I've always been curious about this. One of the interesting things about soccer is that there seems to be little correlation about a country's economic ranking and how good its soccer team is. But is this actually the case? On one hand, soccer popularity is motivated by cultural factors that have little to do with a country's financial standings, and soccer does not have the financial equipment/facility barriers of sports like American football, hockey, or horse polo. On the other hand, a country has to have at least some money and population if it's going to put together much of a team: The Isle of Man isn't exactly boasting a powerhouse squad this year.
I decided to investigate the issue with this handy chart, comparing the remaining 16 World Cup teams' soccer power rankings (ESPN, before the tournament) with their countries' Gross National Product ranking (World Bank's rankings - a seemingly decent metric of a economic power). And yes, that's a U.S. Quarter behind the GNP numbers, because that's how I roll. USA! USA!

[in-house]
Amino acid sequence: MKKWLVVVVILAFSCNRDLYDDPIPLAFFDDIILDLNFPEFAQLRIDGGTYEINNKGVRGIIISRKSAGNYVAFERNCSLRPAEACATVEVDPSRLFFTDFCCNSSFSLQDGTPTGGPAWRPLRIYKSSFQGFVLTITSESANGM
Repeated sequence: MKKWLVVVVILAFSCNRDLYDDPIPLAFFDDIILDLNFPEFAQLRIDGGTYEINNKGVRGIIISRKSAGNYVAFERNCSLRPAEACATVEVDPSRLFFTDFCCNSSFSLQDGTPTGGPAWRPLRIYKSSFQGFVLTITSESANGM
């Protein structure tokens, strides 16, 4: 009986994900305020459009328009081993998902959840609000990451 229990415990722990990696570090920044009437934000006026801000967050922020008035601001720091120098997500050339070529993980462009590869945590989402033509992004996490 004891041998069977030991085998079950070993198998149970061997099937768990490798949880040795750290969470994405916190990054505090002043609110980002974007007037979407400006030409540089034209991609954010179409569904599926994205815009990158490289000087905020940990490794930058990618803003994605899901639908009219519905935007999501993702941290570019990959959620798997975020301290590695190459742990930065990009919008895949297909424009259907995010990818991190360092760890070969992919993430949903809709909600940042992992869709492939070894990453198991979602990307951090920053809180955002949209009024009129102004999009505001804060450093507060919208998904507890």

Then, I busted out the old Excel and ran a correlation test. On a scale of -1 to 1, the correlation of a country's soccer ranking to its GNP ranking is a pretty weak .384. As in, a very slight correlation, but not much.
And yes, before the math nerds get all crazy on me, I know there are some problems with the sample size, outliers, variable selection, etc., of the test that make it less than mathematically pure. For reference, there are just over 200 total countries, and none of the bottom 100 GNP-wise had a soccer team that qualified for the World Cup (Honduras was the lowest, at #107 GNP).
Still. It's kind of cool to look at.